A Heart Contrite and Humble

David, son of Jesse – the one who became King of Judah and Israel – anointed as a young lad, the one who defeated Goliath, the one who established Jerusalem as the holy city and brought the Ark of the Covenant to reside. King David of whom the Books of Kings and Chronicles hold up as favored of God, as the high-water mark of all the kings – it is his voice who cries out to the Lord. “A heart contrite and humbled, O God, you will not spurn” (Ps 51:19) Such is the refrain from the Responsorial Psalm from today’s readings.

The psalm begins “A psalm of David, when Nathan the prophet came to him after he had gone to Bathsheba.” It describes a scene from 2 Sam 11:1 thru 12:14 in which King David was sleeping with another man’s wife (Bathsheba), impregnated her, and arranged her husband Uriah’s murder. The confessional prayer of this Psalm is deeply personal for David, but its instructional elements provide a framework for how we are to have a heart contrite and humble. The Psalm is best read as a whole taking all 19 verses into context. As you read through the Psalm, you will find a few key elements that explain what it means to have a contrite heart.

The Psalm opens with an appeal to God for mercy and forgiveness. As David openly admits his sin, he confesses God’s mercy is not something that he deserves, but desires. David does not spend his time looking inward for the answer or solution to his problem but humbles himself by looking outward towards God and His promises. A contrite heart means that we come before God acknowledging our sin and proclaiming God’s goodness. This form of humble spirit expresses our need for God alone. It does not blame God or others for our sin, but rather takes full responsibility for the actions we took. As we humble ourselves before God, we recognize and become dependent upon His mercy.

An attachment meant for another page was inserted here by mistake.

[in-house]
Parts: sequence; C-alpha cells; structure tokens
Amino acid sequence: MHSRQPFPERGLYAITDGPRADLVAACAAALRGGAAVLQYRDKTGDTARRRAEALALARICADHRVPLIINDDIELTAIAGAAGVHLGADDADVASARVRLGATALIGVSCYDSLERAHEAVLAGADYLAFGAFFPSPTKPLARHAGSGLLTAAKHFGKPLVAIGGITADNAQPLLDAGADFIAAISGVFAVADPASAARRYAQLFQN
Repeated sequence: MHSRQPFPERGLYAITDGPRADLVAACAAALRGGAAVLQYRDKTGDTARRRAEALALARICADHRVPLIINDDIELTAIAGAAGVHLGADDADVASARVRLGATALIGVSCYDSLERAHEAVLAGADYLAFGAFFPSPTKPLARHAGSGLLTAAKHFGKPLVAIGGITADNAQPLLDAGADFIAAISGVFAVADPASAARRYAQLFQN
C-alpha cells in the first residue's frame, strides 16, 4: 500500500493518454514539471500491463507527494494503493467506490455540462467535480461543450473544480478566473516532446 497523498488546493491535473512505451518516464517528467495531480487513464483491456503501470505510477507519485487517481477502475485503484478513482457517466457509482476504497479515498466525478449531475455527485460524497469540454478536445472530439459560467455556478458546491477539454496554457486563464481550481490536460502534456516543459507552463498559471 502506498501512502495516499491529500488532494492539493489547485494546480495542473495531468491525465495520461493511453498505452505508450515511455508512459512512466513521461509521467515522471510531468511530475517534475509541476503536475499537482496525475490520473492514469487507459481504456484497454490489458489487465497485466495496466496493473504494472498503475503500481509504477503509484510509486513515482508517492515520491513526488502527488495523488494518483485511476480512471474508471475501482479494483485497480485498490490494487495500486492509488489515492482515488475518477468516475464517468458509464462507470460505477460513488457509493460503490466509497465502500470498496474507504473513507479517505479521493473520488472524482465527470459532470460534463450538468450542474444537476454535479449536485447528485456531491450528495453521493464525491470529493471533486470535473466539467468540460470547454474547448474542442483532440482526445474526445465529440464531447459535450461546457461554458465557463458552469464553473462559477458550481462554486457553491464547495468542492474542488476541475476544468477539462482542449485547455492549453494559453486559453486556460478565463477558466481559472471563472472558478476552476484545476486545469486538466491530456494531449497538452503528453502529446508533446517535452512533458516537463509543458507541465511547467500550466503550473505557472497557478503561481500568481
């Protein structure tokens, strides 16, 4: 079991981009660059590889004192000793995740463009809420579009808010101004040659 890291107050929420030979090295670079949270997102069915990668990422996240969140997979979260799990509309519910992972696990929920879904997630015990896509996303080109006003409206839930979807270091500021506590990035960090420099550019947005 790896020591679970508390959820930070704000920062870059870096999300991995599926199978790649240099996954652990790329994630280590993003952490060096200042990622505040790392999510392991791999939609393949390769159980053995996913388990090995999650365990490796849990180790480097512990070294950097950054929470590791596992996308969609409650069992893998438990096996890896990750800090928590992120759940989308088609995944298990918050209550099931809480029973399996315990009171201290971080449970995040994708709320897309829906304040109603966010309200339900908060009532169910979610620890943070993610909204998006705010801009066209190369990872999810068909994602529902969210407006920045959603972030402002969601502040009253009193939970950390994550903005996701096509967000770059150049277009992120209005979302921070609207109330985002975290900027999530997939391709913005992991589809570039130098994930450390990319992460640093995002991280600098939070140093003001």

Psalm 51:3 describes David as having his sin ever before him. He feels such guilt over what he has done, and places responsibility on the proper party—himself. In verse 4 David continues to proclaim that he has sinned only against God. He is fully aware that his actions have hurt others, but points to the idea that God is the ultimate judge of all sin, and that sin grieves the Lord.

David may have experienced a guilt-ridden heart, but he didn’t sit in the guilt and shame of his sin. He found the connection between humility and joy. Psalm 51:7-14 describes the process of repentance clearly. The heart contrite and humble turns back towards the Lord. The turning away from sin and turning to the Lord – that is what it means to repent. The goal of true repentance is not shame, fear or self-deprecation, but to be restored into the joy of salvation. As we see the hand of mercy saving us, we can have no other response than deep abiding gratitude.

Our Lent begins with the refrain of Ash Wednesday: “Repent and believe in the Good News.” May we turn toward God with hearts contrite and humble.

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